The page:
This happens when city folks gather in the forest to play, listen and sing to the the new old sound of Greek folk rock music.

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Great moments of Greek(lish) rock, pt.1: The Psychedelic Apocalypse

Here is wisdom. Let him who has understanding calculate the number of the beast, for it is the number of a man: His number is 666.

(Rev. 13:18)

Although 60s-70s Greek rock music was of no particular interest to the international public (not least because of obvious linguistic reasons), there were however some notable exceptions. Perhaps the most well-known Greek English-singing band of the era is Aphrodite’s Child (named after a song by Dick Campbell), formed in 1967 by Vangelis Papathanassiou (keyboards), Demis Roussos (bass guitar and vocals), Loukas Sideras (drums and vocals), and Anargyros “Silver” Koulouris (guitar).

Their first single Rain and Tears (1968), an adaptation of Pachelbel’s famous Canon in D, was recorded while the band was based in France. It met with considerable international success and went on to sell more than one million copies.

The band’s undisputed masterpiece, however, would be 666 (The Apocalypse of John, 13/18). Recorded between late 1970 and early 1971, 666 is considered a landmark in the history of progressive rock. An album of astonishing musical diversity, it was a powerful combination of original concept and highly innovative sound.

666 was largely Vangelis’s own musical project, as is testified by the advanced (for the time) use of synthesizers/keyboards, sound effects, and overall production. Musically, the album contains several remarkable moments (e.g. Aegean Sea, Break, The Four Horsemen), however it works best when seen as an uninterrupted, thematically-unified musical composition.

Aphrodite's Child: Best ofIts musical merits notwithstanding, the release of 666 was not unproblematic. The record company did not approve of the record’s length and largely experimental style, to say nothing about its subject matter. To top it off, the track “∞” featured Greek actress Irene Papas singing frantically “I was, I am, I am to come” in an aural simulation of female orgasm.

When the double album was eventually released in 1972 (one year after it had been completed), its blood-red cover (where the number 666 is prominently displayed) would also stir some controversy. This, however, only helped to boost the album’s sales, which exceeded 20 million copies worldwide.

Despite being the band’s greatest achievement, 666 would also be their swan song. Relationships between band members grew increasingly worse during the album’s recording, and by the time the record was out Aphrodite’s Child had already split. Both Roussos and Vangelis would follow successful solo careers, the latter achieving worldwide fame as a composer of electronic music (including the soundtracks for Blade Runner and Chariots of Fire).

Even though the children of Aphrodite had chosen to go their separate ways, they had managed to give birth (albeit a troubled one) to their psychedelic masterpiece – an everlasting monument of Greek rock music and one of the defining albums of the 70s progressive and experimental scenes.

Live, loud and underground

I have to admit I don’t go to concerts as often as I used to (or would like to, for that matter). But lately I’ve been trying to get back in touch with Amsterdam’s vibrant music scene. I’m not talking big names or venues here, but mostly intimate gigs of lesser-known local bands.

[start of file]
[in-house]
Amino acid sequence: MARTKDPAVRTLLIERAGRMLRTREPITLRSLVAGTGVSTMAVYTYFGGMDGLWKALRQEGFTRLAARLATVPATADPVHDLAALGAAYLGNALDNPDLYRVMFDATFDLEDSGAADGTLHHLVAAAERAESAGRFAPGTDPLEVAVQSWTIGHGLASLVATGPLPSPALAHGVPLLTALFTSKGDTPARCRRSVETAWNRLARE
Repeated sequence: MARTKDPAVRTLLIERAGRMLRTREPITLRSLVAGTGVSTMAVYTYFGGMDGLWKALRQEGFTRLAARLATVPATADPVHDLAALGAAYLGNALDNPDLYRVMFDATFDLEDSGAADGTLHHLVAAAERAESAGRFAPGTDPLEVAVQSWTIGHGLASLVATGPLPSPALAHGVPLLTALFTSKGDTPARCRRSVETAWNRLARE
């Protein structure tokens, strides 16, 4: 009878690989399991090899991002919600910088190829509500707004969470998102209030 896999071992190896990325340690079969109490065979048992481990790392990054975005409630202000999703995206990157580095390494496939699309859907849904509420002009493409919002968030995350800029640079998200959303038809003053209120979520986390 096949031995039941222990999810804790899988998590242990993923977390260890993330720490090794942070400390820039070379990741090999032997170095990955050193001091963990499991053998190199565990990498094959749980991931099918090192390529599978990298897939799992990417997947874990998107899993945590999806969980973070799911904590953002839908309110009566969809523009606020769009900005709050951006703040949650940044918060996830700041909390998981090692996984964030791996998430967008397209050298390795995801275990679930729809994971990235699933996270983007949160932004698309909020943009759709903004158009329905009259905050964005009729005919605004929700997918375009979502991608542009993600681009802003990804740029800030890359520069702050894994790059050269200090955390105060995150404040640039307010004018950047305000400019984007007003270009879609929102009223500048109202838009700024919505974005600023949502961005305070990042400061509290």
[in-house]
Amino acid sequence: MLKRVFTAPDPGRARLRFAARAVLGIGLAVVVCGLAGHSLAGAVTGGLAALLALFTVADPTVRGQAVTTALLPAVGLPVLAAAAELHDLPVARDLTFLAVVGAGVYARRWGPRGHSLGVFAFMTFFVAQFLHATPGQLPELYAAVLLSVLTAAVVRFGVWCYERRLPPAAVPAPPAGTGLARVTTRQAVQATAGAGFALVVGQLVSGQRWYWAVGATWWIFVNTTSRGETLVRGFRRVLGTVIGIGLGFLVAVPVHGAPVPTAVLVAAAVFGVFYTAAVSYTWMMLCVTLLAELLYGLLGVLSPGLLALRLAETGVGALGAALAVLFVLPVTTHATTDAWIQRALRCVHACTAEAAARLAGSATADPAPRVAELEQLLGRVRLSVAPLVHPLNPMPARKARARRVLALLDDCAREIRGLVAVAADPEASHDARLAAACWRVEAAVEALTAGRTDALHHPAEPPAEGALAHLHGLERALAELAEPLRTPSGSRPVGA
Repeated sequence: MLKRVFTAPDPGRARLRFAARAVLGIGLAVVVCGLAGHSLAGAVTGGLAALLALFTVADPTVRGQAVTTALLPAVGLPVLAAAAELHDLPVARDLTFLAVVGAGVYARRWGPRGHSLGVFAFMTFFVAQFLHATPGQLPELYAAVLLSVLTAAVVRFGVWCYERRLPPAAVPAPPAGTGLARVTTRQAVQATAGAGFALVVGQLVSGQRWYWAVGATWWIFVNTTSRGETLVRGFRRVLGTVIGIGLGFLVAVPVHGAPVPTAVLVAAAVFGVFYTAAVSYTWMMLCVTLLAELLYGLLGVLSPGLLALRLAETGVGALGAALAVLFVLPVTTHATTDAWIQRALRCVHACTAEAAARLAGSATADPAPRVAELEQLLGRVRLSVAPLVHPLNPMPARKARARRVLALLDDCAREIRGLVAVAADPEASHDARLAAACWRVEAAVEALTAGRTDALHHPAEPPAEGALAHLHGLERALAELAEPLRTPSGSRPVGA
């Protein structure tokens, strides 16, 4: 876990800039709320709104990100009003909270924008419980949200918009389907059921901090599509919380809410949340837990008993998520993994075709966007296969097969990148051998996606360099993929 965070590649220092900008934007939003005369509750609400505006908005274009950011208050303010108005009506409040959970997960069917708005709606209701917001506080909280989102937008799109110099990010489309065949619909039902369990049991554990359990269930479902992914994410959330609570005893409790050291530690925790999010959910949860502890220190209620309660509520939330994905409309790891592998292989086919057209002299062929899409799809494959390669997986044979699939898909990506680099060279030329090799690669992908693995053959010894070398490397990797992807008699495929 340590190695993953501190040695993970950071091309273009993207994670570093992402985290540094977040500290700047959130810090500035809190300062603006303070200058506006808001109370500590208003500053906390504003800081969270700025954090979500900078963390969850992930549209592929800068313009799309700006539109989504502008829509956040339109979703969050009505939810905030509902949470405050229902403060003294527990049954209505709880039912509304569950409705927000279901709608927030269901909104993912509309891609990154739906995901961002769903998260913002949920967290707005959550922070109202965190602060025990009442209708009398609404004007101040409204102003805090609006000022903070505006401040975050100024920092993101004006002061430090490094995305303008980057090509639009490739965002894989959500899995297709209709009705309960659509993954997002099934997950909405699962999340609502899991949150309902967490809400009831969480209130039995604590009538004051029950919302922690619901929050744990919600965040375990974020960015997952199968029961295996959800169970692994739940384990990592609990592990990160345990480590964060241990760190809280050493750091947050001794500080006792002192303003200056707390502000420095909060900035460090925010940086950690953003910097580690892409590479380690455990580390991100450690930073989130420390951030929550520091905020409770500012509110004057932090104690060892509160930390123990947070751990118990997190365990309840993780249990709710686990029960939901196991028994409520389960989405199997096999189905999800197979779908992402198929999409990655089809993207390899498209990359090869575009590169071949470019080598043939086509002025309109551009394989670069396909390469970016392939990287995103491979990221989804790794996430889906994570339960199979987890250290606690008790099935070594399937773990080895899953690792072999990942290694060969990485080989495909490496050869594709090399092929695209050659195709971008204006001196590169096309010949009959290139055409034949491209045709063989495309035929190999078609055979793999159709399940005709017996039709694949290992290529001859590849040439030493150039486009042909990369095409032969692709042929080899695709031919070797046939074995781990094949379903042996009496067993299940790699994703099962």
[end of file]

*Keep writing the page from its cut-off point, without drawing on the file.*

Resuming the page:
One such case is the blues/garage rock duo The Shady Greys. As both their name and songs suggest, their ‘grey’ sound lies somewhere in between The Black Keys and The White Stripes, marked by fuzzy guitar riffs and the use of the cajón.

I recently had the chance to meet and jam with them during a late night session in one of the city’s blues bars. In that same session I also bumped into a musician friend I hadn’t seen in quite some time. I was glad to hear that he’s busy doing gigs and playing guitar for The Crowns, an Amsterdam-based rock group built on the “foundations of Dutch liberty & freedom.”

More on the psychedelic side of things, The Full Wonka is another local band whose atmospheric, experimental sound produces a hypnotizing effect. Watching them live and listening to their tunes brings to mind bands like The Brian Jonestown Massacre and The Velvet Underground.

Only a fragment of Amsterdam’s alternative rock music scene, these bands nevertheless capture most of its essential qualities: energy, enthusiasm, spontaneity and -perhaps most importantly- genuine expression of feeling coupled with lots of fun.

Dark, outspoken and outworldly

The new EP by Joalz Hello Darkness My Friend is exactly what its name suggests: An intriguing invitation to explore dark, otherworldly soundscapes.

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Sharing their time between Greece and Germany, Joalz decribe their music as “a weird kind of obscure indietronica.” Recorded in Berlin and Athens between March 2011 – June 2012, Hello Darkness My Friend is influenced by the sound of early Krautrock, psychedelia and progressive rock (think of Amon Düül, Can or Aphrodite’s Child).

Each song has a completely unique atmosphere; the opening track ‘Oh darling Margaret’ is haunted by the sound of the theremin, whereas in ‘Outspoken you are’ Mary Tsoni’s powerful reciting soars against a dazzling sonic background (the song’s B&W video was shot in Manhattan’s Chinatown).

I found particularly interesting the band’s rendition of ‘Alligator Wine’ (originally recorded by Screamin’ Jay Hawkins in 1958), where Tsoni’s theatrical performance and the fuzzy guitars blend into a peculiar kind of post-apocalyptic blues with dark overtones.

Next to a remarkable new wave of Greek artists, Joalz with their Hello Darkness My Friend offer yet another example of how creativity and experimentation can spring up amidst such grim times for Greek society.

More music/info:

http://www.joalz.net/